Covid, Sydney discussed on Happy Mama Movement with Amy Taylor-Kabbaz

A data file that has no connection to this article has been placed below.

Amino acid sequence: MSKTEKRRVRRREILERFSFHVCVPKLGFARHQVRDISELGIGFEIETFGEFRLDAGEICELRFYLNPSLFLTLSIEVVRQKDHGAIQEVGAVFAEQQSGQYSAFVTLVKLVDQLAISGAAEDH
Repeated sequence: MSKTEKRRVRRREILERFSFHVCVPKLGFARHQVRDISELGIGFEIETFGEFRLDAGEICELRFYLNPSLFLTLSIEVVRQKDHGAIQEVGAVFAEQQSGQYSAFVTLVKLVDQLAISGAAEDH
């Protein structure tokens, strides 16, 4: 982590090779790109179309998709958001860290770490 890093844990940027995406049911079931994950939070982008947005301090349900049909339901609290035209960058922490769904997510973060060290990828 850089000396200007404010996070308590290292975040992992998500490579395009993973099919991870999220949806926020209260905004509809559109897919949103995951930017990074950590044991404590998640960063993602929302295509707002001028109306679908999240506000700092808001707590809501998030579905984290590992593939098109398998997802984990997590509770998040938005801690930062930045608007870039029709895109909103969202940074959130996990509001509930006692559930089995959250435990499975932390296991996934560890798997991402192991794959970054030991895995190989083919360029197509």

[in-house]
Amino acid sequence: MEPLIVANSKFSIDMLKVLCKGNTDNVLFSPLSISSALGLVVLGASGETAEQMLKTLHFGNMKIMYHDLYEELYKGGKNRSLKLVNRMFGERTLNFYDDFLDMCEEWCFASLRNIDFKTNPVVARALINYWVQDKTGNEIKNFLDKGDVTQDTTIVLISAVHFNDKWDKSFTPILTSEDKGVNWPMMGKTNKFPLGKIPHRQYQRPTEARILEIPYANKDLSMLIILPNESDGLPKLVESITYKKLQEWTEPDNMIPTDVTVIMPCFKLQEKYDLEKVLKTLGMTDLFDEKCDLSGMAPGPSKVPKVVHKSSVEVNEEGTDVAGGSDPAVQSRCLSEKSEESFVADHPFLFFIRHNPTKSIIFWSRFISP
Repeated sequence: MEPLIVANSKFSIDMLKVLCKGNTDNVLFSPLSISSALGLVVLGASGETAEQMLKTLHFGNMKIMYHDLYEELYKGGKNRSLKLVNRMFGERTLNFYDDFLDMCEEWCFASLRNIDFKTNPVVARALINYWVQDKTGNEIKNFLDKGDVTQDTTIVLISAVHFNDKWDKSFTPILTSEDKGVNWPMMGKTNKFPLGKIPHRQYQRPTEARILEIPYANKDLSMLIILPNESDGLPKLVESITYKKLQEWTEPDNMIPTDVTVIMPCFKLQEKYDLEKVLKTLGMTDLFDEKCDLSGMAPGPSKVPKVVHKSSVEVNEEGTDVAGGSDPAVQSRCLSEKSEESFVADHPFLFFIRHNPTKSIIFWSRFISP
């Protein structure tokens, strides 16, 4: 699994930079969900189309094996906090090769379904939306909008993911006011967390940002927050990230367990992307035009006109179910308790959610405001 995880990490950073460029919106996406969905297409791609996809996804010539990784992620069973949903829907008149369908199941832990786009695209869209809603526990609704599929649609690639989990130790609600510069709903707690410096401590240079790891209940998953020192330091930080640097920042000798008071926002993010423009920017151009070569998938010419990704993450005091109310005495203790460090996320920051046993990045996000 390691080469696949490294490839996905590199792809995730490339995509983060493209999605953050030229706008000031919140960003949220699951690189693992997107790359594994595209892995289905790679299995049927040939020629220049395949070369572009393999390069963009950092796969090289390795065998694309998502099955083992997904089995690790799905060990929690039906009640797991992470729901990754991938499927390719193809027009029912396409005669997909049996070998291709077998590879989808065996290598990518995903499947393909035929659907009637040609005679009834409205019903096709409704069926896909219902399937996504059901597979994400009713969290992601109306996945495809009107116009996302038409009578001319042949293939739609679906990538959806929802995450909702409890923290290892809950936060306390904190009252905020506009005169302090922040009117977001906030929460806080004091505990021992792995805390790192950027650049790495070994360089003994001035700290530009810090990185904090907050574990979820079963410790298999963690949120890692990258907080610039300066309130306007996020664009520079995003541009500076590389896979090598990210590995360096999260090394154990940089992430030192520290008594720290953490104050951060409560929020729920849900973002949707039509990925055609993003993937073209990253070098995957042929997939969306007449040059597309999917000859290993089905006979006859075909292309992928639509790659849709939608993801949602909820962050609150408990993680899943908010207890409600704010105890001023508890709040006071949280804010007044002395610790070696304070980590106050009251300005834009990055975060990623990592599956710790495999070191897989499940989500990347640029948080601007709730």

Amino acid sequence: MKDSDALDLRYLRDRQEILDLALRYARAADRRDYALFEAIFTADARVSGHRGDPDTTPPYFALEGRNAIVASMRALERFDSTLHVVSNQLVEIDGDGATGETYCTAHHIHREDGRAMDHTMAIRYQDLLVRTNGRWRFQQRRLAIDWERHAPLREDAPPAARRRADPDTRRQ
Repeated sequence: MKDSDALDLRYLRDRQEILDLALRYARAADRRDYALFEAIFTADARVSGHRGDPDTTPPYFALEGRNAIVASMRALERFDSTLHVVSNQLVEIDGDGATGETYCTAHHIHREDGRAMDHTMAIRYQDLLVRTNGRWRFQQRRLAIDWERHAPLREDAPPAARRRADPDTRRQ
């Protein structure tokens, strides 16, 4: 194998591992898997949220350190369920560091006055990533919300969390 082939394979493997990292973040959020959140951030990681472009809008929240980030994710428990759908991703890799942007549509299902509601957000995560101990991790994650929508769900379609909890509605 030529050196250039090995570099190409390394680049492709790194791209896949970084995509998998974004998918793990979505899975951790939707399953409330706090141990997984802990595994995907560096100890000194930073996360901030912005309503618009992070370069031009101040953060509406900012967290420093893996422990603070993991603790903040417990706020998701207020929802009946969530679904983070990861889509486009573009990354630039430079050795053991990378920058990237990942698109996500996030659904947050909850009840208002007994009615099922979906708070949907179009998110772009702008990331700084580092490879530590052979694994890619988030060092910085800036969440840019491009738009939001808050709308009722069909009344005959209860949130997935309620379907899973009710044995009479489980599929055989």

At the moment you might get a week of care through midwives or you might, you know, through your you might get a one 6 week appointment with your obstetrician to check your perineum into chicky uterus and to, you know, you don't have that relationship, you know, privately practicing midwife, you get you get appointments right up until 6 weeks. Daily at first, and then weekly, you know, and you've got someone who knows the whole journey you've been on and can debrief and can help you in those steps into motherhood. And so, you know, privately practicing midwives are not cheap, and they're not accessible to everyone and there's not enough of them to go around. And that is not the answer. We're trying to find the solution of getting continuity made with free care, you know, in all of our models. And what's the reaction being you've just come back from the tour just until you have your second baby? Yes. Obviously, in some parts of the industry and in some parts of the world, this conversation is welcomed and celebrated. But I know from my many years in the media as well, this conversation is dismissed. As misguided and at times even dangerous when you're bringing a documentary into the world confronting this, what's the reaction being? The reaction has been extraordinary actually. It's been beyond everything we'd hoped and imagined, actually, we one of the benefits of the COVID delay. We were meant to release this film last April. And then it got pushed back ten months. One of the benefits of that is that we entered into a lot of international film festivals. And of which we've now won 23 international awards for. And yeah, it's wild. And one of the biggest, most affirming things about that is that we had people. You know, we knew we knew that people who were passionate about birthing and about women and about outcomes of mothers and babies would love this film. We knew that. Yes. But when we entered into these international film festivals, and we started getting selected and we started winning awards and we started winning best feature documentary in multiple festivals. And we were then having interviews with the festival directors, which they were then playing in q-and-as after the film was screened overseas. They got it. And that was one of the first really affirming things that we had was that these people these were film people. Often people that hadn't had their own children or that had and had had a variation of different experiences. And they were feeding back to us. The key messaging of what we were trying to get across. So that to us was extraordinary. You know, people overseas who were not in the birth world at all, were absolutely getting it. And seeing it reflected in their own communities and with the women and families that they knew. You know, everyone, everyone has connections to birth. Everyone was born everyone has friends who are, you know, if they haven't had babies themselves, they know people who, you know, it's a story that we're all connected to. And so that was extraordinary for us. We've had unbelievable feedback. I mean, we had over a hundred over a hundred screenings booked in before when we'd done, I think three screenings here in Sydney with our Q&A tua. We suddenly had a hundred screenings booked around the country. And it's just it's just been received so well. You know, and I know that there is also the flip side of it. There are people who actually won't even see it because of their frightened of how they're frightened of being triggered by it. And there is that resistance like you say in the media and have people who come from an angle who I think they have preconception of our film potentially that it's all about home birth and it's all about everyone having a natural birth. And it's absolutely not. It's absolutely not. We follow women's journeys throughout and all of these women have very different outcomes. We follow birthing our country so we follow the indigenous women and what's happening with them. You know, we're really looking at this from a holistic point of view in terms of what's happening really across the board in our country and how we can make it better. Yeah. And that's what I wanted everyone to hear as well. This is something that we all need to see. It's not casting a shadow on any ways that mothers bring their babies into this world. It's about how can we do it better. So she feels empowered in the process. And as you said, and I alluded to, there will be some parts of the industry in the media that dismiss this, but it sounds like the impact this documentary is having is spreading further than ever before. And that's so exciting. So it is really exciting. And I think that's the power of film, you know. We keep saying that all of these study, all of this information is there. It's all in the research journals. It's all there. But that doesn't get absorbed. And people of there have been people fighting this fight for decades. We are not. We are not forging this new path. We are just jumping in and we have created we have created the message in a medium that people can absorb and people can take in and so I think that's where the power in it lies. And the beautiful thing, the best thing of the feedback we've been getting is that people come out of it. They're surprised actually at how positive and how elated they come out, feeling like this film, yes, it is heavy in parts, but people like there is raucous laughter in this film as well. People come out feeling full of hope and positive about change. And that is really what we were aiming for. Absolutely. Yeah, it's, you know, it's, I think people, you know, especially people who've experienced trauma. You know, can maybe feel a bit frightened about delving into that. But I think it opens up a conversation and beautiful feedback from partners as well. You know, we cover the experience of partners in birth, which is often well, it's very not often talked about. You know, we don't often look at that. But the partners are traumatized as well. And we've had beautiful feedback from women saying, my goodness, my husband.